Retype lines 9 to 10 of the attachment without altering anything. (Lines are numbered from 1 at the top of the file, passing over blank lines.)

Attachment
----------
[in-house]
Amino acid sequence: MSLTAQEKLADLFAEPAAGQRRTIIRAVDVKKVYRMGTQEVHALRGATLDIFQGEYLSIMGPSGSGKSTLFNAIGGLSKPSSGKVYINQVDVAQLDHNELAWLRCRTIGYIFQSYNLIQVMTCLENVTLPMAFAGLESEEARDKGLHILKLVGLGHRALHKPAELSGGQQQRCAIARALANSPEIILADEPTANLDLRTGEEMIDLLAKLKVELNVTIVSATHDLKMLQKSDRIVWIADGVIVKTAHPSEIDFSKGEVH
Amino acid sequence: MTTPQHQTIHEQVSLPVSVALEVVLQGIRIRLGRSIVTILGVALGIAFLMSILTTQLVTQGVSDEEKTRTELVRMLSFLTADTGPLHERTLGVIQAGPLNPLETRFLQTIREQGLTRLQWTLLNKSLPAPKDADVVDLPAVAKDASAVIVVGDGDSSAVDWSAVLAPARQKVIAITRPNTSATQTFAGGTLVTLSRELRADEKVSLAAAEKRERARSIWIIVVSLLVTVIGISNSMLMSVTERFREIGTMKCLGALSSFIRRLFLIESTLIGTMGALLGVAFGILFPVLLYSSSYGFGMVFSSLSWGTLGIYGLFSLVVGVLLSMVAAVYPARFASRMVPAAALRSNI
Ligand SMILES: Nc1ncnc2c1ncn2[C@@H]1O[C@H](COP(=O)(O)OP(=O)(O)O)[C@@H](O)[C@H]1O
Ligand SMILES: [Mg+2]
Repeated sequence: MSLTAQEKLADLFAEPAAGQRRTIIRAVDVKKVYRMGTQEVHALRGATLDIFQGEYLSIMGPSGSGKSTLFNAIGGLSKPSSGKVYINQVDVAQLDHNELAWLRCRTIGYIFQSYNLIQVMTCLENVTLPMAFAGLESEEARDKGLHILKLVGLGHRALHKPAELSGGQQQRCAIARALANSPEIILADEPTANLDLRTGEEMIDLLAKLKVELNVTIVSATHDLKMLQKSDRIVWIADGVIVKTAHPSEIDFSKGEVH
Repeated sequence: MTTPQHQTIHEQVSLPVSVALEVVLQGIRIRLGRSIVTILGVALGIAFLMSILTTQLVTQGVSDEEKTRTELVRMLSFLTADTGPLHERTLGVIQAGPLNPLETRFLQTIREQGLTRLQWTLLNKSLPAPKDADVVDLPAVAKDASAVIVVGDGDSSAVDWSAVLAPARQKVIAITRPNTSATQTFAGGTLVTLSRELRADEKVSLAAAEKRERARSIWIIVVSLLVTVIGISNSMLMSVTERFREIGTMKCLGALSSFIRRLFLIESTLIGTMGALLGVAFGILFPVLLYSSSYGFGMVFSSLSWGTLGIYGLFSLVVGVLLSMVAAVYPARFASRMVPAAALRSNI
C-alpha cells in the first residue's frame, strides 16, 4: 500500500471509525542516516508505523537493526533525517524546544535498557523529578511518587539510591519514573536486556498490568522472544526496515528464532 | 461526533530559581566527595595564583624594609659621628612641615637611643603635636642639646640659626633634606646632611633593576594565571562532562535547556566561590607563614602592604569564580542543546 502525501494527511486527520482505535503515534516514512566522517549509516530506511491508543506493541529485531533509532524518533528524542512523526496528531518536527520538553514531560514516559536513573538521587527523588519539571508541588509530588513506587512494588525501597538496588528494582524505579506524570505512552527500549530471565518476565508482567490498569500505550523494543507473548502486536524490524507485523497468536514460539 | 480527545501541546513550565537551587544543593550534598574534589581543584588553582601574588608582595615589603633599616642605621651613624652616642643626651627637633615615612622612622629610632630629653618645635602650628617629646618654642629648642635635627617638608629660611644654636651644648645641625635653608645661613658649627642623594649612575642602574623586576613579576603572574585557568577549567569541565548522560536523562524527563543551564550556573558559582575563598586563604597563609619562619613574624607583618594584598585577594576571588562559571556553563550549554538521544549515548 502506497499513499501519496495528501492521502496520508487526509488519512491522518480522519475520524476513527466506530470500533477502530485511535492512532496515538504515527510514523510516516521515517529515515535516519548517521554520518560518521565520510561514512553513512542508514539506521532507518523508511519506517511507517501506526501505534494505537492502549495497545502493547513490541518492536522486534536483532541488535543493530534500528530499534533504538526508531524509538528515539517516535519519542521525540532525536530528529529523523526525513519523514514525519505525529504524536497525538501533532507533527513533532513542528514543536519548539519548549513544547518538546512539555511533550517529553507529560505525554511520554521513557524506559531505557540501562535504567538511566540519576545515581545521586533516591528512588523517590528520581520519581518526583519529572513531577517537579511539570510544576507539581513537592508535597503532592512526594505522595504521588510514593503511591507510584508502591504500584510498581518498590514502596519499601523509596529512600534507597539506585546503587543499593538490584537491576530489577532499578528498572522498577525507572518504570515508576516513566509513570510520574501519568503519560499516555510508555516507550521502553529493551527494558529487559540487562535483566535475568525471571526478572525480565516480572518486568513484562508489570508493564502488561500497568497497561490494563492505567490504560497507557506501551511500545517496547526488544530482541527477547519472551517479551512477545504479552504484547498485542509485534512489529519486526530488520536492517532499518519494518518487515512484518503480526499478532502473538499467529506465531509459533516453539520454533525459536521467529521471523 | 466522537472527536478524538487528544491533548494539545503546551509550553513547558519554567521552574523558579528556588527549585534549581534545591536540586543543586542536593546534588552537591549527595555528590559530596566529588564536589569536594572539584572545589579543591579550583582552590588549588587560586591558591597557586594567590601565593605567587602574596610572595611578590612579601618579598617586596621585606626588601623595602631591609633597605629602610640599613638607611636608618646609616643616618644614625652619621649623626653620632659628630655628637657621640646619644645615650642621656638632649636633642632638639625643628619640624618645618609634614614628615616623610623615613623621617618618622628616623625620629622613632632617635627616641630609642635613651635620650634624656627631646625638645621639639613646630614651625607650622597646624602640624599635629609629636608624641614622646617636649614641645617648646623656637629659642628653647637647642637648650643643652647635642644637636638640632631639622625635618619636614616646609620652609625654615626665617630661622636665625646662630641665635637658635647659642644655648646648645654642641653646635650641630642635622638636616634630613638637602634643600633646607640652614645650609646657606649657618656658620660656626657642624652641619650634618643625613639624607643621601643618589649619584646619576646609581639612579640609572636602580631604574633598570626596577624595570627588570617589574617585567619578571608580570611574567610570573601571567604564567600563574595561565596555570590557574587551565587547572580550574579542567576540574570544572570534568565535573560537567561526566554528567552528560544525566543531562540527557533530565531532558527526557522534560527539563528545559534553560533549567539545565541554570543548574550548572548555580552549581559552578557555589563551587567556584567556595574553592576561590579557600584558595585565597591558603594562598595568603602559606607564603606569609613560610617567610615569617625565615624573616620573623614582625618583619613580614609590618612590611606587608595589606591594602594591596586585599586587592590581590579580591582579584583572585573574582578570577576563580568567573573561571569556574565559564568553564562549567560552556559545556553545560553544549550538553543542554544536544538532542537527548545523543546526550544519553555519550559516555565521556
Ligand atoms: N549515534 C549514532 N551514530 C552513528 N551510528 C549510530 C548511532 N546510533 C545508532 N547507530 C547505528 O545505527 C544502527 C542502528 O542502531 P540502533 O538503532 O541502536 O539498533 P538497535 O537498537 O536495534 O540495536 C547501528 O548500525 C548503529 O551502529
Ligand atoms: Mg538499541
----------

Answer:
Ligand atoms: N549515534 C549514532 N551514530 C552513528 N551510528 C549510530 C548511532 N546510533 C545508532 N547507530 C547505528 O545505527 C544502527 C542502528 O542502531 P540502533 O538503532 O541502536 O539498533 P538497535 O537498537 O536495534 O540495536 C547501528 O548500525 C548503529 O551502529
Ligand atoms: Mg538499541